Posted by Pattie on 11/15/2002 08:30:00 AM

I've got something on my mind this morning and not a lot of time to tell it, so this may be a two-parter:

Tish is my window to the BLOG world. (Someday, I'm going to give up T.V. and spend my evenings reading Blogs, but until that day, I read Tish and get a sense of it.) Apparently several people have been debating whether specific bloggers and/or blogs on the Internet were sexist. While specific question is interesting and important (people should express their feelings about this), as a sociologist I'd like to address the general case: How does one determine who is sexist and who is not?

Having just posed the question, I'd like to say it is the wrong the question to ask. In order to show why it is the wrong question and then pose the better question, I must first offer a lesson in constructionist sociology. My apologies to readers who already know this, but it is an important point to make. I will bracket the lesson, so you can skip this part if you'd like, though you might disagree with what I think is constructionist and I'd cherish feedback.


Much of Western society is geared toward the individual as an entity that exists before anything else. That is, ultimately we ask questions about who a person is, we expect that a person's character, psychological make-up and moral standing determine how s/he acts, thinks and decides. Thus, the question being posed right now among the blogs is whether a particular person is sexist. Some may pose the question slightly different: are particular acts sexist, such as putting pictures of naked women on the web or talking about who is sexy? Shifting the question from designating the person as sexist to designating what the person does as sexist still concentrates the analysis upon the individual. It assumes one cause -- the person's character in the first case, the person's choice in the second case -- leads to one effect -- being sexist or acting sexist. In either case, the assumption makes the individual the focus of a linear analysis.

What if we began at a different point? What if we started with the language available to anyone who wants to talk about sex, sexuality or sexiness? All of us are limited by the words we are taught. If we assume that language came before the individual, we cannot stick to a linear-cause-leads-to-effect approach because language limits us, but then we invent new words (as a group and as individuals) and thus the resources we have in language are always changing. It is dynamic.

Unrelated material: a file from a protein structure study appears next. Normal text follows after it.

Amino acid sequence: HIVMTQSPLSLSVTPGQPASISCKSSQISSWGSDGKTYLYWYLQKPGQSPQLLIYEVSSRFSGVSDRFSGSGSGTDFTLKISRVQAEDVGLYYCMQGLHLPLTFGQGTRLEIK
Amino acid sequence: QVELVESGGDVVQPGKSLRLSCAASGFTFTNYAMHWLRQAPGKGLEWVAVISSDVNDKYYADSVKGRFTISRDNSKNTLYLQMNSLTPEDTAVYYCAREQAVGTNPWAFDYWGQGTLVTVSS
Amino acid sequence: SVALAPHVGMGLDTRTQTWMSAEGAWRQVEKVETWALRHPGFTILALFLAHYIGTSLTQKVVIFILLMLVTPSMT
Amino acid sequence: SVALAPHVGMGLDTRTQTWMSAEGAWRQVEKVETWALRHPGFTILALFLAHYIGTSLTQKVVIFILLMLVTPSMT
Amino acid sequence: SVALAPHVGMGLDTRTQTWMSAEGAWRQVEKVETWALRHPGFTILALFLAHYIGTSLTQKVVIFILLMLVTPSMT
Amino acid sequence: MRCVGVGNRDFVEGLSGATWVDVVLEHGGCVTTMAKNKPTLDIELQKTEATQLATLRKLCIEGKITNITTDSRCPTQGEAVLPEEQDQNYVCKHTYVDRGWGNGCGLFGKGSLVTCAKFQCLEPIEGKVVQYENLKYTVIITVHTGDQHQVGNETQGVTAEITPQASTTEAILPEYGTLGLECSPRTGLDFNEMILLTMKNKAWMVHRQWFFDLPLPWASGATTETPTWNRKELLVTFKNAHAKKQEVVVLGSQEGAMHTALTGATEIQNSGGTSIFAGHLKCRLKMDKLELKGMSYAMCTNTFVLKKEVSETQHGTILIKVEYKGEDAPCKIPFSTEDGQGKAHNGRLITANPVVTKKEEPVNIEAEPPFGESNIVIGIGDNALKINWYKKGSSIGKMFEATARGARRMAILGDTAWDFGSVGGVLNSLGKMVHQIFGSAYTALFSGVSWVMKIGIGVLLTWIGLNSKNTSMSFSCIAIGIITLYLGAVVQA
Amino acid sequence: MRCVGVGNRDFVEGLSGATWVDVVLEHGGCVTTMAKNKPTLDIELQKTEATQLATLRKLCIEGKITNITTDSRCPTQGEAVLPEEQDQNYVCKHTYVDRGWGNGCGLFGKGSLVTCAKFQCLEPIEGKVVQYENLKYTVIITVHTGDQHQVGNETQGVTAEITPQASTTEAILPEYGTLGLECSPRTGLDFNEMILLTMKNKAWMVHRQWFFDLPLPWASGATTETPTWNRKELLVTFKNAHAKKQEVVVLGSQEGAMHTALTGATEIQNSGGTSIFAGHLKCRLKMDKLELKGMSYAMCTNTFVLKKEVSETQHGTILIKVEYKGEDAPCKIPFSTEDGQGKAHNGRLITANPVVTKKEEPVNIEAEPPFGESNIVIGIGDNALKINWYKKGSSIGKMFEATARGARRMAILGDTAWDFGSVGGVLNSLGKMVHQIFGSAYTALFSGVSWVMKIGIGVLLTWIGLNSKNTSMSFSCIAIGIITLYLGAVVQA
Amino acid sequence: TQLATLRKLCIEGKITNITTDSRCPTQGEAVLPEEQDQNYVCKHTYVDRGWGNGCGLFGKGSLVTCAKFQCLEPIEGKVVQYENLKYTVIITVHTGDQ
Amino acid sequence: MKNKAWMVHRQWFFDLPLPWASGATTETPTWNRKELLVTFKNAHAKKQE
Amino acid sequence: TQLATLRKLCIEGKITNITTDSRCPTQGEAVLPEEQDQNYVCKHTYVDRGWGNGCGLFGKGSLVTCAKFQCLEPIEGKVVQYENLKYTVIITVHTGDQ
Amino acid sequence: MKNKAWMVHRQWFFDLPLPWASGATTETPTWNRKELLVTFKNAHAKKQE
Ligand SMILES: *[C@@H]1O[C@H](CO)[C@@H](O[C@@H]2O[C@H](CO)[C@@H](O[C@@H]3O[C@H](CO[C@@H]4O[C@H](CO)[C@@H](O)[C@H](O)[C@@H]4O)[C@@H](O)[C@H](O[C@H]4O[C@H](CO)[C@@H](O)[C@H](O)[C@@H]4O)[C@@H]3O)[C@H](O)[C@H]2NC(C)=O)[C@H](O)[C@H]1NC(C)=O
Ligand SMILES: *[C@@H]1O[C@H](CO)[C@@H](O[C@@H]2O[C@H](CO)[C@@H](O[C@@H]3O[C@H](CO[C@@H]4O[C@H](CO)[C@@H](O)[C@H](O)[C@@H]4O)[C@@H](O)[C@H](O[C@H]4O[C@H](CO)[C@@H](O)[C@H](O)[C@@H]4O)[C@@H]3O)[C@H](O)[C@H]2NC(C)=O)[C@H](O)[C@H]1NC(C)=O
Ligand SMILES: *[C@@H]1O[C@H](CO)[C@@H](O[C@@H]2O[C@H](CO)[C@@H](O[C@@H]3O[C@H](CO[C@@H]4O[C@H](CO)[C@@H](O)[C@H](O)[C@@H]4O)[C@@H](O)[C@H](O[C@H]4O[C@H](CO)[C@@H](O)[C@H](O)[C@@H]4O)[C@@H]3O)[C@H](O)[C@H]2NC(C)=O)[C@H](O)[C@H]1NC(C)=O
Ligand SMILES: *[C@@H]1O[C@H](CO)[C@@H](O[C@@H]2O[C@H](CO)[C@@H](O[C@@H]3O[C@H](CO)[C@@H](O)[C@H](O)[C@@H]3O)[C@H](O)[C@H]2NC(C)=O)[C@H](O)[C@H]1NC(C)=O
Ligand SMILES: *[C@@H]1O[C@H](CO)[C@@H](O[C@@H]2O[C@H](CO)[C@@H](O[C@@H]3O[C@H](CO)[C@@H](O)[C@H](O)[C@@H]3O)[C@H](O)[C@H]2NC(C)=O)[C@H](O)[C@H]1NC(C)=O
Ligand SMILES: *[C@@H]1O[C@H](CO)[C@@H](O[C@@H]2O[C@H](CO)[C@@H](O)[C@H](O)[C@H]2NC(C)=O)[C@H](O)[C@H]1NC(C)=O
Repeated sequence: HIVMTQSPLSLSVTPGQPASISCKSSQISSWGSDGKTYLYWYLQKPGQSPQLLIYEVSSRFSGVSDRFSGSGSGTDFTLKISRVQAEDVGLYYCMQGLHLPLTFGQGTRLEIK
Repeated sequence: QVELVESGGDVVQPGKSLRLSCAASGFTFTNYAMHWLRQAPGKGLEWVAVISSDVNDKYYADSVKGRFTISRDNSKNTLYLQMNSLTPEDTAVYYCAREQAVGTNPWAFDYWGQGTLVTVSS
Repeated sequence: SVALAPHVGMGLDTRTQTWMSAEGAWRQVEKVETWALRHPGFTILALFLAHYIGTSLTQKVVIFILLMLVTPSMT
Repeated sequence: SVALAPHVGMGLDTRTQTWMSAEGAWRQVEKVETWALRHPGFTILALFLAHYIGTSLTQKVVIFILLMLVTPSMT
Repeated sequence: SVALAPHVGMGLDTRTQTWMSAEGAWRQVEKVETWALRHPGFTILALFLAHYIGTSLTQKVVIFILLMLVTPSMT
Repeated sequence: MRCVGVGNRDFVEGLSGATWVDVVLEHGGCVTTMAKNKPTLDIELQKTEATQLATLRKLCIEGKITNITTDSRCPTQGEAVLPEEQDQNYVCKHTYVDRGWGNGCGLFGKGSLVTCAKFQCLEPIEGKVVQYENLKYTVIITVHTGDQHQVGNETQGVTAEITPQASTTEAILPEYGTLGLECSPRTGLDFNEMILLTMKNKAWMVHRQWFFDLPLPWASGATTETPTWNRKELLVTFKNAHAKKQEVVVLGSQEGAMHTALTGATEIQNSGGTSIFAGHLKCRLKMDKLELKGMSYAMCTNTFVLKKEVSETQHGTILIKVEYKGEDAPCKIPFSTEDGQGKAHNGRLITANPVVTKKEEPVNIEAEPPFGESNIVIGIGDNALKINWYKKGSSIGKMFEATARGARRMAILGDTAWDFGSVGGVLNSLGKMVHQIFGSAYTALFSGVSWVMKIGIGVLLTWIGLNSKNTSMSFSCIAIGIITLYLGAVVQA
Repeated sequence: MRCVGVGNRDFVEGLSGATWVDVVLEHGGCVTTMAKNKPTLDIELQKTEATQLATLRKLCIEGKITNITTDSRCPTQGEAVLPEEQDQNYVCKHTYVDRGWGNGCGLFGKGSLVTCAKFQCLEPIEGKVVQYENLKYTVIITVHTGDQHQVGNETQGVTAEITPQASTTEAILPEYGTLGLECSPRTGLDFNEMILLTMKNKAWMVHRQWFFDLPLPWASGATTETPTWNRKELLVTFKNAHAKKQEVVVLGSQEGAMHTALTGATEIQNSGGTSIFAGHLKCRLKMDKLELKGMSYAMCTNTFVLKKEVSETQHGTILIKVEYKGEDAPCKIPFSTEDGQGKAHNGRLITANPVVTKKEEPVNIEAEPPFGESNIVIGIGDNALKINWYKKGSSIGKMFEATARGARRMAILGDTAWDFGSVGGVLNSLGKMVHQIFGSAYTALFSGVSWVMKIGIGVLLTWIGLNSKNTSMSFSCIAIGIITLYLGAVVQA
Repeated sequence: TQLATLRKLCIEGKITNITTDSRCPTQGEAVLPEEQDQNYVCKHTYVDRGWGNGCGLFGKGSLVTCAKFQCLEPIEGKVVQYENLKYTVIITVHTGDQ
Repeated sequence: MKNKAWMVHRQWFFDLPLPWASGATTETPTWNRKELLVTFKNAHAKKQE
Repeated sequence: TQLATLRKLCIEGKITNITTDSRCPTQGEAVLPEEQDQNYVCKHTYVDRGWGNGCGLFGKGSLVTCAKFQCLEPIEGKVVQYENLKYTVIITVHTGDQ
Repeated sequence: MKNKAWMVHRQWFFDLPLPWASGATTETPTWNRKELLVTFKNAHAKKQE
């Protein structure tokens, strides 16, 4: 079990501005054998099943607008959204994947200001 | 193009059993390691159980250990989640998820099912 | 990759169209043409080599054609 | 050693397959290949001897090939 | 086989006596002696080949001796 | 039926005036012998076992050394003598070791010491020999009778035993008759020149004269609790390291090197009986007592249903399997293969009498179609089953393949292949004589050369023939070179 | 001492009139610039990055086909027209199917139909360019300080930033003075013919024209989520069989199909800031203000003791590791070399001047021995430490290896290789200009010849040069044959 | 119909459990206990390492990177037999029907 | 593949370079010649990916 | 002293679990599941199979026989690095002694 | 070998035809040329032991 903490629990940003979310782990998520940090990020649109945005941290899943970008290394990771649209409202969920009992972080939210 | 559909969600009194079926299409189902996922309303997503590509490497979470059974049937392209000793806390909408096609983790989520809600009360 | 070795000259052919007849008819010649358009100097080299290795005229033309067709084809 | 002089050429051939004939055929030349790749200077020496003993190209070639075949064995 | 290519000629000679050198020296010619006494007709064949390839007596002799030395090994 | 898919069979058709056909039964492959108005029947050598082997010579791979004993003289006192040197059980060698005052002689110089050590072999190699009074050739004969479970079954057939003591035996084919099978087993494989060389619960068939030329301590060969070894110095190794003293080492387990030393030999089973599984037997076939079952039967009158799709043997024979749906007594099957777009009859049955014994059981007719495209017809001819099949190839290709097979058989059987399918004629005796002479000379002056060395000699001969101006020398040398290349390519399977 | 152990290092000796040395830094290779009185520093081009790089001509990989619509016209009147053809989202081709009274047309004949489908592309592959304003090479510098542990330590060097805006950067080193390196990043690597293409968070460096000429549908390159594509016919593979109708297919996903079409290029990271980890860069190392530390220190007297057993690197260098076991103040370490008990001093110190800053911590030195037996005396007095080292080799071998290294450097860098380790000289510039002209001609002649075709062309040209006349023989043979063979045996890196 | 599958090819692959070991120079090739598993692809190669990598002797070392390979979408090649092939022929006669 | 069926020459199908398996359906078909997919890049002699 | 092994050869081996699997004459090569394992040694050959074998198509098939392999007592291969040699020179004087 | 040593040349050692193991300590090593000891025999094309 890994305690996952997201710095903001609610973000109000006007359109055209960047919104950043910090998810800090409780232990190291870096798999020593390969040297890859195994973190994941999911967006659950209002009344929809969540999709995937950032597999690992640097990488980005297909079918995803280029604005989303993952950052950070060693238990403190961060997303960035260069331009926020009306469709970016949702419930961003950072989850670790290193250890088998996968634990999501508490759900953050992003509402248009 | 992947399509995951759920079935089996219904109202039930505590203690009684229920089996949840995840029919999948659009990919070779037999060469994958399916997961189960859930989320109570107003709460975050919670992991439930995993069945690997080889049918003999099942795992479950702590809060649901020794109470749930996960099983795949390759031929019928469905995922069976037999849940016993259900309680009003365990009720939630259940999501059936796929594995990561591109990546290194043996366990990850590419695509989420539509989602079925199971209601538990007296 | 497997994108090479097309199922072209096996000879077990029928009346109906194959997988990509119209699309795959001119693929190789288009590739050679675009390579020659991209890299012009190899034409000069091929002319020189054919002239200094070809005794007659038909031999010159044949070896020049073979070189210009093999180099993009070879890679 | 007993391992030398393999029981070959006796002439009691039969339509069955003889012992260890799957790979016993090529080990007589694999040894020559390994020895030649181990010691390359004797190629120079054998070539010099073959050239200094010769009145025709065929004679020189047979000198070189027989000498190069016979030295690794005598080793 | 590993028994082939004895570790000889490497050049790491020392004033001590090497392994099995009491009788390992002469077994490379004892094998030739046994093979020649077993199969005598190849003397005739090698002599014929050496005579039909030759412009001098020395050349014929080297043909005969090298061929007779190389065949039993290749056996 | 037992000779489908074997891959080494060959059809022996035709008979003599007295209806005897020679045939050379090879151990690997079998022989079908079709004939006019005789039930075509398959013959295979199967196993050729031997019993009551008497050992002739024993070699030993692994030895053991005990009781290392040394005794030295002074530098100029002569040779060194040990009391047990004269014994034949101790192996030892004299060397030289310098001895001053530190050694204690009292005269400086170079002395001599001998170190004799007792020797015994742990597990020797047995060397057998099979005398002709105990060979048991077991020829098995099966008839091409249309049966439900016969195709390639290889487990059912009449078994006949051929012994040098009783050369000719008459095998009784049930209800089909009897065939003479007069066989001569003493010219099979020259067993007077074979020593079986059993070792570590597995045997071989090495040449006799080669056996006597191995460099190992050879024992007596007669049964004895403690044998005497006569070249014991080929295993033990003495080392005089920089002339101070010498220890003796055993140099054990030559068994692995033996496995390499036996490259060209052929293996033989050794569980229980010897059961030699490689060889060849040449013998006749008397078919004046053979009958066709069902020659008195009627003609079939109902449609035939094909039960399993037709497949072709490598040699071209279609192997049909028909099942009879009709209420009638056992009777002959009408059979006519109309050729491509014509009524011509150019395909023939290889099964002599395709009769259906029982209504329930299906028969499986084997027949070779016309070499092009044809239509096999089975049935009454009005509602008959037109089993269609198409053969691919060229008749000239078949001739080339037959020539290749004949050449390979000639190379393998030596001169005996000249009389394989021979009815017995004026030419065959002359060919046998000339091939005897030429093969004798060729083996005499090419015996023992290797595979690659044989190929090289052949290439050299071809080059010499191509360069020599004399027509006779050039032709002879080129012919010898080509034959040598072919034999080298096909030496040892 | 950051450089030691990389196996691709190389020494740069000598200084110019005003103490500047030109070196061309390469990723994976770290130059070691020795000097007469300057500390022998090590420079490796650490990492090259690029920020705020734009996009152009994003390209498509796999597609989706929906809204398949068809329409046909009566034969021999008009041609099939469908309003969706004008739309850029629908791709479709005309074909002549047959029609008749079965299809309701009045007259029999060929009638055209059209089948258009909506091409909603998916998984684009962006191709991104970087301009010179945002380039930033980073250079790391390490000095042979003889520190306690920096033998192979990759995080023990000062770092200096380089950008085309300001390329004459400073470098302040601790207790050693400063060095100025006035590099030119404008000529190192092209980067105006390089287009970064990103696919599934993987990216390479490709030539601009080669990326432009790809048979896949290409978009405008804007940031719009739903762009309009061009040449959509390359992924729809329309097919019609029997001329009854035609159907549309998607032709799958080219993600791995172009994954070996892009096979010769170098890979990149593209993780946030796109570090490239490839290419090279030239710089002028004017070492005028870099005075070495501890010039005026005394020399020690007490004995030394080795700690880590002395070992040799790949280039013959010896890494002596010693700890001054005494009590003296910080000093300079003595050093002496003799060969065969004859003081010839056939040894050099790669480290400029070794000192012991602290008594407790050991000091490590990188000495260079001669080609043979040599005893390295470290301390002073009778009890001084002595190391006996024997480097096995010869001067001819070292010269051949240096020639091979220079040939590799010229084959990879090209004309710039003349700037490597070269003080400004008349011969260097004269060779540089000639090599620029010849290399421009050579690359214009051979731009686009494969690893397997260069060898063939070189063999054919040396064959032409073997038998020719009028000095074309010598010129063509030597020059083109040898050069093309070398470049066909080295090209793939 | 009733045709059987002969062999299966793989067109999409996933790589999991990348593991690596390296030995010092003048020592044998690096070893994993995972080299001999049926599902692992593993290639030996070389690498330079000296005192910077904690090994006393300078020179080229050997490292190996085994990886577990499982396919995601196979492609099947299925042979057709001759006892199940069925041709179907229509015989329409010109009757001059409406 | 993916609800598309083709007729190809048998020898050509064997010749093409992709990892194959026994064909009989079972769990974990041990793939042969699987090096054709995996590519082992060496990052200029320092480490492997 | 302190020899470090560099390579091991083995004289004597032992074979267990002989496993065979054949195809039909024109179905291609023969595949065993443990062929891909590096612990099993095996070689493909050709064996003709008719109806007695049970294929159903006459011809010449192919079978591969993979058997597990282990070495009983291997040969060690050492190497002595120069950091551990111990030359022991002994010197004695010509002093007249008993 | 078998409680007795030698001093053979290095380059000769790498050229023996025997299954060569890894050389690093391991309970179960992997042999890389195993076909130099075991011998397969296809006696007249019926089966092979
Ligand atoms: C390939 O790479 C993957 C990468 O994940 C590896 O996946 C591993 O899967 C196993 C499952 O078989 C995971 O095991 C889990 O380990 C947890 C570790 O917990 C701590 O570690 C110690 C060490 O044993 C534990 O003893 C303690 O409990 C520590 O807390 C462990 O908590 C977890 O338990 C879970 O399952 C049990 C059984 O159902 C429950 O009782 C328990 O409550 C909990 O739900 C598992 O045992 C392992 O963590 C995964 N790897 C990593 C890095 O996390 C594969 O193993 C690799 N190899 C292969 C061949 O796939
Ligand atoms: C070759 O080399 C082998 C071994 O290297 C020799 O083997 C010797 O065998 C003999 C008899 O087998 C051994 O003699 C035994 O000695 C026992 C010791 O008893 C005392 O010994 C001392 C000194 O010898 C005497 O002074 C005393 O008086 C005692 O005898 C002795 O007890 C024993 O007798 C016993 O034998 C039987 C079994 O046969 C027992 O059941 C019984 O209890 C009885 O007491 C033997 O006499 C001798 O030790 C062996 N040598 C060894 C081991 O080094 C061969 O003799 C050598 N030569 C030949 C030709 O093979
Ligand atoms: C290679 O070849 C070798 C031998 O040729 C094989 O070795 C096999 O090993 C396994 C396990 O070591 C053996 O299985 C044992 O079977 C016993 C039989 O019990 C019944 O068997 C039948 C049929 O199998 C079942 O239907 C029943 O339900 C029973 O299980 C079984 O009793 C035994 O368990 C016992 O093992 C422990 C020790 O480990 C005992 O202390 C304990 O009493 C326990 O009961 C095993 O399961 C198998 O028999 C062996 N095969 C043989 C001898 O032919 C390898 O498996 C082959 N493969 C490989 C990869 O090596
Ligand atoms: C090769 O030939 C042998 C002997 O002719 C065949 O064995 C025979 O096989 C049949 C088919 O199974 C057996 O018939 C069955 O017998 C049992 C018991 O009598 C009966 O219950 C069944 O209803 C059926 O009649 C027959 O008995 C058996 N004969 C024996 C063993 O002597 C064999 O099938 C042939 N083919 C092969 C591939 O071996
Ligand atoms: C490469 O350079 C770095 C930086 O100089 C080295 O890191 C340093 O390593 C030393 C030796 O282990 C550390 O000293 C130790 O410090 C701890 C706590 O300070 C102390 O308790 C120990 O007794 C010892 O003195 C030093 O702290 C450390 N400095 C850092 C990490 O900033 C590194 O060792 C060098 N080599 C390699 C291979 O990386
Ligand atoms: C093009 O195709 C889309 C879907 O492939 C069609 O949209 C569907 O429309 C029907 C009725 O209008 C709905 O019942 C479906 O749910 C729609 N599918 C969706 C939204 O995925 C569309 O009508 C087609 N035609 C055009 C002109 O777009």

So we want to speak of something such as sex, but we are limited to the pool of words that we know. This pool of words reflects all of the attitudes, characteristics, actions and moral decisions made before we speak. That is, language reflects culture and history. The very second we speak, we are stuck with that culture and that history.

In addition, we are currently interacting with the listener or the reader. Thus, language not only draws upon the past, but it draws upon the present and future because it assumes that those who hear or read what the speaker or writer expresses will understand it. That dependency upon understanding means that we have to have a common experience, some common ground upon which to build this joint meaning. So the construction isn't complete until the meaning is shared. We cannot build our meanings alone even when we are talking to ourselves, because what we understand ourselves to be saying was taught to us by other people and is based upon how we view other people.

These language resources can be thought about as having various histories and cultures even within the same language. English spoken or written in England looks different than in the United States. English spoken or written in the Southeastern United States looks different than in New England. English spoken or written in the Queens looks different than in Manhatten. But dialect isn't the only variation. Mathematics has a vocabulary very different from Fine Arts. Even within a discipline, there are variations. Sociologist who study deviance has special terms not easily recognised by Medical Sociologists and vice versa. The particular histories of a group of people can also create variations in language.

And I hate this, but I have to go to work, so the sociology lesson and its implications are continued later...